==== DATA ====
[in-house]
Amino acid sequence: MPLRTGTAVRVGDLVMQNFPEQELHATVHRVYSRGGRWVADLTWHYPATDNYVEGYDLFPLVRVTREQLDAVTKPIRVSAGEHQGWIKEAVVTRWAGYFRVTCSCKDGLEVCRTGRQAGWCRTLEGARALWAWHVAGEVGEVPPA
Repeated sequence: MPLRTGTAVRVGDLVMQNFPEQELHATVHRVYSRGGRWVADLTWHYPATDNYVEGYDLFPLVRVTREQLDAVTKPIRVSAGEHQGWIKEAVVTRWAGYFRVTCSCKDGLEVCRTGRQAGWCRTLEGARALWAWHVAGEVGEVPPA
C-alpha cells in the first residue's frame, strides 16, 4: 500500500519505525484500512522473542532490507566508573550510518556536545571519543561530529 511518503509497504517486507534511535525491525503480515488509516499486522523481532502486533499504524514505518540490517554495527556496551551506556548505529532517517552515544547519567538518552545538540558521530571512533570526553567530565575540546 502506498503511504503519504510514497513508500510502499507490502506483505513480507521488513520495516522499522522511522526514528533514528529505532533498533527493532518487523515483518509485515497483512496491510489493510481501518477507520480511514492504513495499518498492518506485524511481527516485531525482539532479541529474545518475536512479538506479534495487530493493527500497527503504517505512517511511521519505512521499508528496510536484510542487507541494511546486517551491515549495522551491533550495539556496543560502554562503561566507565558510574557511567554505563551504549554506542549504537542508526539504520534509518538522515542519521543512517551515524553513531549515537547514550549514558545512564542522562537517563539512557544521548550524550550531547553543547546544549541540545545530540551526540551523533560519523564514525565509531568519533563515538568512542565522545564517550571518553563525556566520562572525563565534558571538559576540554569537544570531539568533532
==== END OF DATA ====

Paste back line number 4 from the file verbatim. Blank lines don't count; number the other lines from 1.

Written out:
C-alpha cells in the first residue's frame, strides 16, 4: 500500500519505525484500512522473542532490507566508573550510518556536545571519543561530529 511518503509497504517486507534511535525491525503480515488509516499486522523481532502486533499504524514505518540490517554495527556496551551506556548505529532517517552515544547519567538518552545538540558521530571512533570526553567530565575540546 502506498503511504503519504510514497513508500510502499507490502506483505513480507521488513520495516522499522522511522526514528533514528529505532533498533527493532518487523515483518509485515497483512496491510489493510481501518477507520480511514492504513495499518498492518506485524511481527516485531525482539532479541529474545518475536512479538506479534495487530493493527500497527503504517505512517511511521519505512521499508528496510536484510542487507541494511546486517551491515549495522551491533550495539556496543560502554562503561566507565558510574557511567554505563551504549554506542549504537542508526539504520534509518538522515542519521543512517551515524553513531549515537547514550549514558545512564542522562537517563539512557544521548550524550550531547553543547546544549541540545545530540551526540551523533560519523564514525565509531568519533563515538568512542565522545564517550571518553563525556566520562572525563565534558571538559576540554569537544570531539568533532